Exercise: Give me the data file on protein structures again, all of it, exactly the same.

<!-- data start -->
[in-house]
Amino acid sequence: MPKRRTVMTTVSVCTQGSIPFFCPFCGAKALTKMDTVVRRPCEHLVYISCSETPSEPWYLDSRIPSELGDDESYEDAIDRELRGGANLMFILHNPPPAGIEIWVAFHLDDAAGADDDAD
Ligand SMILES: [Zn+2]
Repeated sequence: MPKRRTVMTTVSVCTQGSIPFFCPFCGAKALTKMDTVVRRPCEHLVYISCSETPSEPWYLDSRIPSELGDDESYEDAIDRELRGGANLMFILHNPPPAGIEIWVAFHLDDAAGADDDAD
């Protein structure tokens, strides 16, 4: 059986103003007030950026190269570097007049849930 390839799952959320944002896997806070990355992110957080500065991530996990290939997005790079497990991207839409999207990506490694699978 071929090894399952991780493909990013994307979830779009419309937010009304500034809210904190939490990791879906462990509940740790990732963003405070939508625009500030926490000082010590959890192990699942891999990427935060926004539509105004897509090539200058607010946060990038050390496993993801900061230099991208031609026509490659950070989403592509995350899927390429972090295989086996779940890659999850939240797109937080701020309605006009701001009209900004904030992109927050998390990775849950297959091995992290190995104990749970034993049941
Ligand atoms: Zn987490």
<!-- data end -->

[in-house]
Amino acid sequence: MPKRRTVMTTVSVCTQGSIPFFCPFCGAKALTKMDTVVRRPCEHLVYISCSETPSEPWYLDSRIPSELGDDESYEDAIDRELRGGANLMFILHNPPPAGIEIWVAFHLDDAAGADDDAD
Ligand SMILES: [Zn+2]
Repeated sequence: MPKRRTVMTTVSVCTQGSIPFFCPFCGAKALTKMDTVVRRPCEHLVYISCSETPSEPWYLDSRIPSELGDDESYEDAIDRELRGGANLMFILHNPPPAGIEIWVAFHLDDAAGADDDAD
């Protein structure tokens, strides 16, 4: 059986103003007030950026190269570097007049849930 390839799952959320944002896997806070990355992110957080500065991530996990290939997005790079497990991207839409999207990506490694699978 071929090894399952991780493909990013994307979830779009419309937010009304500034809210904190939490990791879906462990509940740790990732963003405070939508625009500030926490000082010590959890192990699942891999990427935060926004539509105004897509090539200058607010946060990038050390496993993801900061230099991208031609026509490659950070989403592509995350899927390429972090295989086996779940890659999850939240797109937080701020309605006009701001009209900004904030992109927050998390990775849950297959091995992290190995104990749970034993049941
Ligand atoms: Zn987490």